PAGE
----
In Reviews

April 15th, 2022




It’s hard to believe this is the third installment of the Fantastic Beasts series and none of them have conjured up anything remotely memorable. They exist, all of them directed by David Yates, with an all-star cast of actors, set as prequels to the saga of Harry Potter and I have yet to remember anything about them. This installment- The Secrets of Dumbledore– might be the best of the three, which is not saying much, especially since I found this one to be the most disappointing yet. There may not have been much expectation from the first three Fantastic Beasts, but The Secrets of Dumbledore wastes all of its potential, on a tedious plot about an election for the new Minister of Magic, delivering a movie that is anything but Fantastic.

The plot of this one picks up where the second installment- 2018’s The Crimes of Grindelwald– had left off, only this time Gellert Grindelwald himself is no longer Johnny Depp but recast with Mads Mikkelsen. The evil wizard is the longtime friend and once lover of Dumbledore (played by Jude Law with a great beard and a bit of gravitas) but now the two have grown apart, what with Grindelwald wanting to start a war with muggles, seeing them as monsters. Now it’s up to Dumbledore’s assembled team of friends, Newt Scamander (Eddie Redmayne), his brother Theseus (Callum Turner), Lally Hicks (Jessica Williams), and returning muggle Jacob Kowalski (Dan Fogler) to stop Grindelwald and his team of evil wizards before he rigs the election for the role of minister of magic. There’s a bit of magic along the way, a brief stop at Hogwarts in its early stages as a school, a mythical creature called a Quilin (it’s like a flying baby horse with a catfish face), and a few wand battles. You would think all of that and two-hours and twenty-two minutes would amount to more, but alas.

One thing is for certain the Fantastic Beast movies have had more than a fair share of controversies that don’t help- writer J.K. Rowling has shown her bigotry to members of the Transgender community, Johnny Depp was removed after one day of shooting (he still gets paid his 16-million for his contract), and just this past week Ezra Miller was arrested. Even if all those things were removed, The Secrets of Dumbledore still fails to work as an adventure. The screenplay, co-written by Rowling and Steve Kloves, bumps into itself too much. There are subplots galore, none of them generating any true attention, one with Dumbledore’s brother Aberforth (Richard Coyle) and his long-lost son- Ezra Miller plays the bitter orphaned child- willing to do Grindelwald’s bidding; There’s Kowalski’s longing for lost love Queenie (Alison Sudol); And then is the battle to stop Grindelwald being entered into the election, only for the outgoing minister to say “even people who murder muggles deserve a chance to be voted on by the people”. It’s all entirely strange and none of it amounts to anything worthy of the time spent.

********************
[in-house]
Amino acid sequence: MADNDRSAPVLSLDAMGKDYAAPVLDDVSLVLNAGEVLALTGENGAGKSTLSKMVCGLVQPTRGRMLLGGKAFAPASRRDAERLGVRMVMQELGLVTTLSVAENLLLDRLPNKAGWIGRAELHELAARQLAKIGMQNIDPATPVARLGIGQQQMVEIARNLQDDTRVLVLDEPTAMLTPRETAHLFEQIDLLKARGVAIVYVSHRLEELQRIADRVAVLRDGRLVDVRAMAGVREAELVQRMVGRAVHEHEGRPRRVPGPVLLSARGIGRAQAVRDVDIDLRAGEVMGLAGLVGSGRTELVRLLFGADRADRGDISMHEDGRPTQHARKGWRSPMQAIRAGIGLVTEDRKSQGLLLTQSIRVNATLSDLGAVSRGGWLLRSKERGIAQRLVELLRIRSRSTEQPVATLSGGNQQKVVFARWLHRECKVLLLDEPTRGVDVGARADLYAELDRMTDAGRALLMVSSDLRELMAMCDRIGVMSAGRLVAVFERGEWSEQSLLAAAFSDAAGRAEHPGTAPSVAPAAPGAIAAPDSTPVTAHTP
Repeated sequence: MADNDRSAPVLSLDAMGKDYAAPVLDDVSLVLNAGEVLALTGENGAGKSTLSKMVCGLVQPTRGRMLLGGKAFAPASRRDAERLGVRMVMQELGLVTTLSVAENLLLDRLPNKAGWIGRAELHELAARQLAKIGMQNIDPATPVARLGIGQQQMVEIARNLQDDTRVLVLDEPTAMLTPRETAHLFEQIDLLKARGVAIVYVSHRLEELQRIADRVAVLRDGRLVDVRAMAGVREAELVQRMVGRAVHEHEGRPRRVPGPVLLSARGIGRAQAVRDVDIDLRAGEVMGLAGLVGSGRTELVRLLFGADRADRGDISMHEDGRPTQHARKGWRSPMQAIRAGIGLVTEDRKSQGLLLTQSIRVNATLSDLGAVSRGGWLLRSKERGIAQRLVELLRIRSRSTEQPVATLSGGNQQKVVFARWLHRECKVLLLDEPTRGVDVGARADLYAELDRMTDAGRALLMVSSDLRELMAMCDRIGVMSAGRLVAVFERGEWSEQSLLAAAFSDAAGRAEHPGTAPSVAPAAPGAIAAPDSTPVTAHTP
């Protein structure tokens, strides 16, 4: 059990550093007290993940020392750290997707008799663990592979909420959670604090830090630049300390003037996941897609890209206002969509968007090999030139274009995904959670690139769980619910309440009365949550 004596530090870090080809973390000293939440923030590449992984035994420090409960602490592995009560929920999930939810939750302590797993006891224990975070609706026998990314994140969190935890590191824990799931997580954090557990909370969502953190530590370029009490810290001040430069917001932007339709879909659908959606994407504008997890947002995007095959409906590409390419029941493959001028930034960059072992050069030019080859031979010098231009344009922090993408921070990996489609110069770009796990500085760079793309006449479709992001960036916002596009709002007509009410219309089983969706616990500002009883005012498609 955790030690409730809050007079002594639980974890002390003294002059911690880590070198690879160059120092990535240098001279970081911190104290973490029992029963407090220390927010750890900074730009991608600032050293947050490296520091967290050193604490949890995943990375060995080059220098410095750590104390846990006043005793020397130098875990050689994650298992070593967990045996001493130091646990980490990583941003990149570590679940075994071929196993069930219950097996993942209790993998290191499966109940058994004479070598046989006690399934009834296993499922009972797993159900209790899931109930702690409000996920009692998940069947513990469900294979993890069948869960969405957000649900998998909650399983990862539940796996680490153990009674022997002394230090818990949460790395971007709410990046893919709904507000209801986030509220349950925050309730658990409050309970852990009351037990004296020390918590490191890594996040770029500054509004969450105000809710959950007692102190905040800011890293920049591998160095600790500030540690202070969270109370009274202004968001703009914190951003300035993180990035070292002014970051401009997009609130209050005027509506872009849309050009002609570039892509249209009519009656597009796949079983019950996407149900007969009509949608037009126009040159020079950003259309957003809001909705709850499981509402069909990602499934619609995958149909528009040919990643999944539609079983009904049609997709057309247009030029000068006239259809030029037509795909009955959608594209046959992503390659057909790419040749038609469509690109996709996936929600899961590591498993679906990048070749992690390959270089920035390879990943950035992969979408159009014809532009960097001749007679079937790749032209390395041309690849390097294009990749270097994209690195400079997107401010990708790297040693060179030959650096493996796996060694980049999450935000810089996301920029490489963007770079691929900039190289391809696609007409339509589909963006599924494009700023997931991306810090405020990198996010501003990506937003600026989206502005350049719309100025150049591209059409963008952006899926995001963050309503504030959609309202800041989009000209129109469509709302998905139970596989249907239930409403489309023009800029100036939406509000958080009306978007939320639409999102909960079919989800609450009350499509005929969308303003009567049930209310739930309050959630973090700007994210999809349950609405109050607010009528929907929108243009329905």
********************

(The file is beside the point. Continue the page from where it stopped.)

There is one genuinely entertaining scene, where Newt must rescue his brother from a prison, which includes a large pack of baby scorpions and a massive scorpion that devours a prisoner as soon as their time is up. The set piece reminded me of the Shelob spider scene in The Lord of the Rings: The Return of the King, but even with those memories at hand, it’s still routinely interrupted, where Yates feels the necessity to go back to other matters of Grindelwald. It’s that consistent problem of the direction and genuine flow of the story that causes The Secrets of Dumbledore to fall flat at every turn.

It’s not that The Secrets of Dumbledore is the worst movie one could see this year, but for a large scale production, and a collected cast this charming, it’s the biggest nothing burger I’ve ever digested. Katherine Waterston only reprises her character as a cameo, which may have been the right choice for her. Jude Law plays a graceful younger Dumbledore but is never focused on enough. And perhaps the biggest sin of all for Yates and company, is that they found a way to make Mads Mikkelsen seem bored. The fascinating actor looks the part of a villain and barely breaks a sweat in his performance. It’s quite amazing, really, for a series of three installments, with such a rich history of successful films, to each have little to zero impact. Maybe that’s the greatest magic trick they ever pulled. With a wave of the wand, I hope this is the end of Fantastic Beasts. I guess I should say, Expelliarmus!



Written by: Leo Brady

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